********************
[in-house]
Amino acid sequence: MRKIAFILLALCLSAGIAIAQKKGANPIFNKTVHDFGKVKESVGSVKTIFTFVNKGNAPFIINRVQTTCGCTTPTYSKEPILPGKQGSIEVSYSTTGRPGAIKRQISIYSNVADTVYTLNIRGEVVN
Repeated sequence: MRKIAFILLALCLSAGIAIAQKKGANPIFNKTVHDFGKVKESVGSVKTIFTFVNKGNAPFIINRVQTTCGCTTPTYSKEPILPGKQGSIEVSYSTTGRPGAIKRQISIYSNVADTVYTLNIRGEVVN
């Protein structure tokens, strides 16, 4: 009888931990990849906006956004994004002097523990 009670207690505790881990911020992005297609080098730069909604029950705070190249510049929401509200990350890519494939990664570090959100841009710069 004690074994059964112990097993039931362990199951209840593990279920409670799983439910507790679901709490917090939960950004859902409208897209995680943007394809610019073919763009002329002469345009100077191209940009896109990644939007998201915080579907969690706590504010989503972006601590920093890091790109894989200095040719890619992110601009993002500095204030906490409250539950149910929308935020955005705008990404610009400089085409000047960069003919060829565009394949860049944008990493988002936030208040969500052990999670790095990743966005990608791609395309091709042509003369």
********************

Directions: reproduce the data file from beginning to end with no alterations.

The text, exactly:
[in-house]
Amino acid sequence: MRKIAFILLALCLSAGIAIAQKKGANPIFNKTVHDFGKVKESVGSVKTIFTFVNKGNAPFIINRVQTTCGCTTPTYSKEPILPGKQGSIEVSYSTTGRPGAIKRQISIYSNVADTVYTLNIRGEVVN
Repeated sequence: MRKIAFILLALCLSAGIAIAQKKGANPIFNKTVHDFGKVKESVGSVKTIFTFVNKGNAPFIINRVQTTCGCTTPTYSKEPILPGKQGSIEVSYSTTGRPGAIKRQISIYSNVADTVYTLNIRGEVVN
């Protein structure tokens, strides 16, 4: 009888931990990849906006956004994004002097523990 009670207690505790881990911020992005297609080098730069909604029950705070190249510049929401509200990350890519494939990664570090959100841009710069 004690074994059964112990097993039931362990199951209840593990279920409670799983439910507790679901709490917090939960950004859902409208897209995680943007394809610019073919763009002329002469345009100077191209940009896109990644939007998201915080579907969690706590504010989503972006601590920093890091790109894989200095040719890619992110601009993002500095204030906490409250539950149910929308935020955005705008990404610009400089085409000047960069003919060829565009394949860049944008990493988002936030208040969500052990999670790095990743966005990608791609395309091709042509003369």